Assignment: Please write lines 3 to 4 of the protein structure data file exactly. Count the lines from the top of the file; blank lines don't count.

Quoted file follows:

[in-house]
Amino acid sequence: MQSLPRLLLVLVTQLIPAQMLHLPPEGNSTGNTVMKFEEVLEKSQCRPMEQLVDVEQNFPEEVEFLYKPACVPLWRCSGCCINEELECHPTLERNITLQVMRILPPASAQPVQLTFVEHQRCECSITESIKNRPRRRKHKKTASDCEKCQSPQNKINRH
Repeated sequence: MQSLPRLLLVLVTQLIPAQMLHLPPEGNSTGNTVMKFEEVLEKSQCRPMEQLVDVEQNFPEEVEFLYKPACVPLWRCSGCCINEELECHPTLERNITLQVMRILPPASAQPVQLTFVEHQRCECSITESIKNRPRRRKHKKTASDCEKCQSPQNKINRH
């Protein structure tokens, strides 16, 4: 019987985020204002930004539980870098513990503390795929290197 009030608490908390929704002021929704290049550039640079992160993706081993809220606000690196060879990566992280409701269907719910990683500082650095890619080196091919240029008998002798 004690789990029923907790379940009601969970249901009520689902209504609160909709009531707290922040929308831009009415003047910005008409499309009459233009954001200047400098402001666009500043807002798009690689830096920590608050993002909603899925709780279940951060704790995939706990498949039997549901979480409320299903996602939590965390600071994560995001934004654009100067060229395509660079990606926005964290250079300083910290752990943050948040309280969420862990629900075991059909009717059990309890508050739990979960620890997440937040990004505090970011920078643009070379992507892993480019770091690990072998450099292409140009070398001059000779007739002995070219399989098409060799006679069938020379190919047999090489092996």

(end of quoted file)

Repeated sequence: MQSLPRLLLVLVTQLIPAQMLHLPPEGNSTGNTVMKFEEVLEKSQCRPMEQLVDVEQNFPEEVEFLYKPACVPLWRCSGCCINEELECHPTLERNITLQVMRILPPASAQPVQLTFVEHQRCECSITESIKNRPRRRKHKKTASDCEKCQSPQNKINRH
């Protein structure tokens, strides 16, 4: 019987985020204002930004539980870098513990503390795929290197 009030608490908390929704002021929704290049550039640079992160993706081993809220606000690196060879990566992280409701269907719910990683500082650095890619080196091919240029008998002798 004690789990029923907790379940009601969970249901009520689902209504609160909709009531707290922040929308831009009415003047910005008409499309009459233009954001200047400098402001666009500043807002798009690689830096920590608050993002909603899925709780279940951060704790995939706990498949039997549901979480409320299903996602939590965390600071994560995001934004654009100067060229395509660079990606926005964290250079300083910290752990943050948040309280969420862990629900075991059909009717059990309890508050739990979960620890997440937040990004505090970011920078643009070379992507892993480019770091690990072998450099292409140009070398001059000779007739002995070219399989098409060799006679069938020379190919047999090489092996």